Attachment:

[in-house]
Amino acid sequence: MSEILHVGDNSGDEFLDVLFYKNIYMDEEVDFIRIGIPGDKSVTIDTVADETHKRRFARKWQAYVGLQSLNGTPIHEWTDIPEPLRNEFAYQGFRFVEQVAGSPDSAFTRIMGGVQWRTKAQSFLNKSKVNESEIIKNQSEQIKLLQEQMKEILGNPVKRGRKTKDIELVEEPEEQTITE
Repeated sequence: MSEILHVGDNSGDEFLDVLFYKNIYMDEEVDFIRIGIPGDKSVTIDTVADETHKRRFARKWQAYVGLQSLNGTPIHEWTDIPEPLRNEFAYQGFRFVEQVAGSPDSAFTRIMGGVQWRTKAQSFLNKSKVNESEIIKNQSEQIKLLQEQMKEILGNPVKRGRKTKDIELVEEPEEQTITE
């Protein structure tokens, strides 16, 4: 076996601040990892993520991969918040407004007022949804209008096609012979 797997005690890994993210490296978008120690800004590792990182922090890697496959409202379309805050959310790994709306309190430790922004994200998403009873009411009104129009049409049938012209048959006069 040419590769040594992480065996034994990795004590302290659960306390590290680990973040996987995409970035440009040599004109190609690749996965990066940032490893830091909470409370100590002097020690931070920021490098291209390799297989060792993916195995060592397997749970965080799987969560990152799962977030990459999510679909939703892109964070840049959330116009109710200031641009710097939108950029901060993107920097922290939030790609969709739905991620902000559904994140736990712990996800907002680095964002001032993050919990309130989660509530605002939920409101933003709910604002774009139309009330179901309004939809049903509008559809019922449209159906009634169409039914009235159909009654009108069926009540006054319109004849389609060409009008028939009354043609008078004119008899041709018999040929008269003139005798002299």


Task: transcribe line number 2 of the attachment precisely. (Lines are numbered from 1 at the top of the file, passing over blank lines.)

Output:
Amino acid sequence: MSEILHVGDNSGDEFLDVLFYKNIYMDEEVDFIRIGIPGDKSVTIDTVADETHKRRFARKWQAYVGLQSLNGTPIHEWTDIPEPLRNEFAYQGFRFVEQVAGSPDSAFTRIMGGVQWRTKAQSFLNKSKVNESEIIKNQSEQIKLLQEQMKEILGNPVKRGRKTKDIELVEEPEEQTITE